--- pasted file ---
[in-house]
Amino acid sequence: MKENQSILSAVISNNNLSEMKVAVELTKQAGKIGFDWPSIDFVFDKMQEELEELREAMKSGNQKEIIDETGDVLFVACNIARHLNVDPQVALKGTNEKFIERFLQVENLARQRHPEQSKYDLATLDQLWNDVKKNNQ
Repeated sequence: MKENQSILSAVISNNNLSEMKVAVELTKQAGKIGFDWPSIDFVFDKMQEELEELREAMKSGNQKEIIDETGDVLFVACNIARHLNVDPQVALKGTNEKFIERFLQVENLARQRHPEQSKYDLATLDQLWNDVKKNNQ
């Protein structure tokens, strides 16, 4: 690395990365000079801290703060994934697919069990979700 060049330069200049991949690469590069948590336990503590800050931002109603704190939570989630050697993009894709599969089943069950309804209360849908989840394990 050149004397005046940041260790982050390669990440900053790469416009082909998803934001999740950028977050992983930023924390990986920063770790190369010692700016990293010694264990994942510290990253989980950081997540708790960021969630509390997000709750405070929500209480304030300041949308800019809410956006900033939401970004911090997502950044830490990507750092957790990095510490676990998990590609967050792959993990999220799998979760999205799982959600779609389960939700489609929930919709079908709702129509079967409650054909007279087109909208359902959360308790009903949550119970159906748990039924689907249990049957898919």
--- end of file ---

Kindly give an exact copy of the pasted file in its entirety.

[in-house]
Amino acid sequence: MKENQSILSAVISNNNLSEMKVAVELTKQAGKIGFDWPSIDFVFDKMQEELEELREAMKSGNQKEIIDETGDVLFVACNIARHLNVDPQVALKGTNEKFIERFLQVENLARQRHPEQSKYDLATLDQLWNDVKKNNQ
Repeated sequence: MKENQSILSAVISNNNLSEMKVAVELTKQAGKIGFDWPSIDFVFDKMQEELEELREAMKSGNQKEIIDETGDVLFVACNIARHLNVDPQVALKGTNEKFIERFLQVENLARQRHPEQSKYDLATLDQLWNDVKKNNQ
């Protein structure tokens, strides 16, 4: 690395990365000079801290703060994934697919069990979700 060049330069200049991949690469590069948590336990503590800050931002109603704190939570989630050697993009894709599969089943069950309804209360849908989840394990 050149004397005046940041260790982050390669990440900053790469416009082909998803934001999740950028977050992983930023924390990986920063770790190369010692700016990293010694264990994942510290990253989980950081997540708790960021969630509390997000709750405070929500209480304030300041949308800019809410956006900033939401970004911090997502950044830490990507750092957790990095510490676990998990590609967050792959993990999220799998979760999205799982959600779609389960939700489609929930919709079908709702129509079967409650054909007279087109909208359902959360308790009903949550119970159906748990039924689907249990049957898919």